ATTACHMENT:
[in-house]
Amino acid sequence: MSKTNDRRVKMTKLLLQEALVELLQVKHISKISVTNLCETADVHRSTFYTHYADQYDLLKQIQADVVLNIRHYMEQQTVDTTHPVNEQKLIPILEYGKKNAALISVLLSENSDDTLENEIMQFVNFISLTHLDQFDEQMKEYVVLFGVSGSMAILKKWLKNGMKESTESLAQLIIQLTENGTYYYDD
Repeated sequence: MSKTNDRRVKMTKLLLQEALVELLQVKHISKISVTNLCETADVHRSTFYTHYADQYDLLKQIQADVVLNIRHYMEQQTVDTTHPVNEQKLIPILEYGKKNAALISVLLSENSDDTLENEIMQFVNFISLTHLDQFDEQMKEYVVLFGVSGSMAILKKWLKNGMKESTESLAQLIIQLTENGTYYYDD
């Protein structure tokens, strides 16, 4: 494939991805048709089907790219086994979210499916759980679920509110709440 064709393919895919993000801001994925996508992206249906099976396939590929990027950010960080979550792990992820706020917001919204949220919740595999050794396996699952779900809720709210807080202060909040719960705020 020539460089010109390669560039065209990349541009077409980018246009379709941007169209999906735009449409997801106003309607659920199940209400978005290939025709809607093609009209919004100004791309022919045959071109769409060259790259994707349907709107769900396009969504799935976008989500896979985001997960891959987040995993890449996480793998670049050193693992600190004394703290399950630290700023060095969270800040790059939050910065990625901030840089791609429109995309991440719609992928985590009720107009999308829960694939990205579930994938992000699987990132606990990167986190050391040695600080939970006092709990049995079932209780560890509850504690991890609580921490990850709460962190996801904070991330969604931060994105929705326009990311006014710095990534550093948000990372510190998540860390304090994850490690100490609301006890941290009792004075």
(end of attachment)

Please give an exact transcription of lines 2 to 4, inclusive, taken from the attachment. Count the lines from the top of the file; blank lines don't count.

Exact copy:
Amino acid sequence: MSKTNDRRVKMTKLLLQEALVELLQVKHISKISVTNLCETADVHRSTFYTHYADQYDLLKQIQADVVLNIRHYMEQQTVDTTHPVNEQKLIPILEYGKKNAALISVLLSENSDDTLENEIMQFVNFISLTHLDQFDEQMKEYVVLFGVSGSMAILKKWLKNGMKESTESLAQLIIQLTENGTYYYDD
Repeated sequence: MSKTNDRRVKMTKLLLQEALVELLQVKHISKISVTNLCETADVHRSTFYTHYADQYDLLKQIQADVVLNIRHYMEQQTVDTTHPVNEQKLIPILEYGKKNAALISVLLSENSDDTLENEIMQFVNFISLTHLDQFDEQMKEYVVLFGVSGSMAILKKWLKNGMKESTESLAQLIIQLTENGTYYYDD
């Protein structure tokens, strides 16, 4: 494939991805048709089907790219086994979210499916759980679920509110709440 064709393919895919993000801001994925996508992206249906099976396939590929990027950010960080979550792990992820706020917001919204949220919740595999050794396996699952779900809720709210807080202060909040719960705020 020539460089010109390669560039065209990349541009077409980018246009379709941007169209999906735009449409997801106003309607659920199940209400978005290939025709809607093609009209919004100004791309022919045959071109769409060259790259994707349907709107769900396009969504799935976008989500896979985001997960891959987040995993890449996480793998670049050193693992600190004394703290399950630290700023060095969270800040790059939050910065990625901030840089791609429109995309991440719609992928985590009720107009999308829960694939990205579930994938992000699987990132606990990167986190050391040695600080939970006092709990049995079932209780560890509850504690991890609580921490990850709460962190996801904070991330969604931060994105929705326009990311006014710095990534550093948000990372510190998540860390304090994850490690100490609301006890941290009792004075």